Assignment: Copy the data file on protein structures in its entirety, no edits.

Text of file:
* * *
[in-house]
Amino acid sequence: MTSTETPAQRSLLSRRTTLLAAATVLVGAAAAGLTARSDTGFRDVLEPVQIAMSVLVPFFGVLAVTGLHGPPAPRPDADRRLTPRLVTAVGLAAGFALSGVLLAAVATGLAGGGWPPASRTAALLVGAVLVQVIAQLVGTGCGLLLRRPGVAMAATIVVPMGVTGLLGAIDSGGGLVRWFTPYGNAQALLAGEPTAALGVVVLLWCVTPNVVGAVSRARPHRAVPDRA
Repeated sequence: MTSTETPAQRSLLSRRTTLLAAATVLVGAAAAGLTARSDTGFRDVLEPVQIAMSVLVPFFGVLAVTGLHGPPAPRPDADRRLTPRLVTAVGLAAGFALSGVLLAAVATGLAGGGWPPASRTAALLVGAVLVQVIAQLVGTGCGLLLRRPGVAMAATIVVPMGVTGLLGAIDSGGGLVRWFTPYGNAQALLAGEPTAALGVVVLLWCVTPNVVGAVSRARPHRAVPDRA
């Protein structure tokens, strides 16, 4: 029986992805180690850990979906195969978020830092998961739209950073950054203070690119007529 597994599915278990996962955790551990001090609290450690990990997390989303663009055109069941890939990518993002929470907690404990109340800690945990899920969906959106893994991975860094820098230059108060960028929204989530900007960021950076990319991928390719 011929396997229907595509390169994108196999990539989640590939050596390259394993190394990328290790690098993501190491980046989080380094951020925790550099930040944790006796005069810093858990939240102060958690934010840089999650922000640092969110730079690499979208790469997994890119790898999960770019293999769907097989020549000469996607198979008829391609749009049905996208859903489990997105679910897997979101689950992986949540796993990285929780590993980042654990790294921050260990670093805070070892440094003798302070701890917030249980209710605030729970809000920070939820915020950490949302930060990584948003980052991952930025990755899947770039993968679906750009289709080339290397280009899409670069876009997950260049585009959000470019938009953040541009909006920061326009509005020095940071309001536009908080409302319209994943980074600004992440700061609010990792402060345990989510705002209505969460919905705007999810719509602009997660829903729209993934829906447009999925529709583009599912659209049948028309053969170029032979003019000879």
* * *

[in-house]
Amino acid sequence: MTSTETPAQRSLLSRRTTLLAAATVLVGAAAAGLTARSDTGFRDVLEPVQIAMSVLVPFFGVLAVTGLHGPPAPRPDADRRLTPRLVTAVGLAAGFALSGVLLAAVATGLAGGGWPPASRTAALLVGAVLVQVIAQLVGTGCGLLLRRPGVAMAATIVVPMGVTGLLGAIDSGGGLVRWFTPYGNAQALLAGEPTAALGVVVLLWCVTPNVVGAVSRARPHRAVPDRA
Repeated sequence: MTSTETPAQRSLLSRRTTLLAAATVLVGAAAAGLTARSDTGFRDVLEPVQIAMSVLVPFFGVLAVTGLHGPPAPRPDADRRLTPRLVTAVGLAAGFALSGVLLAAVATGLAGGGWPPASRTAALLVGAVLVQVIAQLVGTGCGLLLRRPGVAMAATIVVPMGVTGLLGAIDSGGGLVRWFTPYGNAQALLAGEPTAALGVVVLLWCVTPNVVGAVSRARPHRAVPDRA
């Protein structure tokens, strides 16, 4: 029986992805180690850990979906195969978020830092998961739209950073950054203070690119007529 597994599915278990996962955790551990001090609290450690990990997390989303663009055109069941890939990518993002929470907690404990109340800690945990899920969906959106893994991975860094820098230059108060960028929204989530900007960021950076990319991928390719 011929396997229907595509390169994108196999990539989640590939050596390259394993190394990328290790690098993501190491980046989080380094951020925790550099930040944790006796005069810093858990939240102060958690934010840089999650922000640092969110730079690499979208790469997994890119790898999960770019293999769907097989020549000469996607198979008829391609749009049905996208859903489990997105679910897997979101689950992986949540796993990285929780590993980042654990790294921050260990670093805070070892440094003798302070701890917030249980209710605030729970809000920070939820915020950490949302930060990584948003980052991952930025990755899947770039993968679906750009289709080339290397280009899409670069876009997950260049585009959000470019938009953040541009909006920061326009509005020095940071309001536009908080409302319209994943980074600004992440700061609010990792402060345990989510705002209505969460919905705007999810719509602009997660829903729209993934829906447009999925529709583009599912659209049948028309053969170029032979003019000879």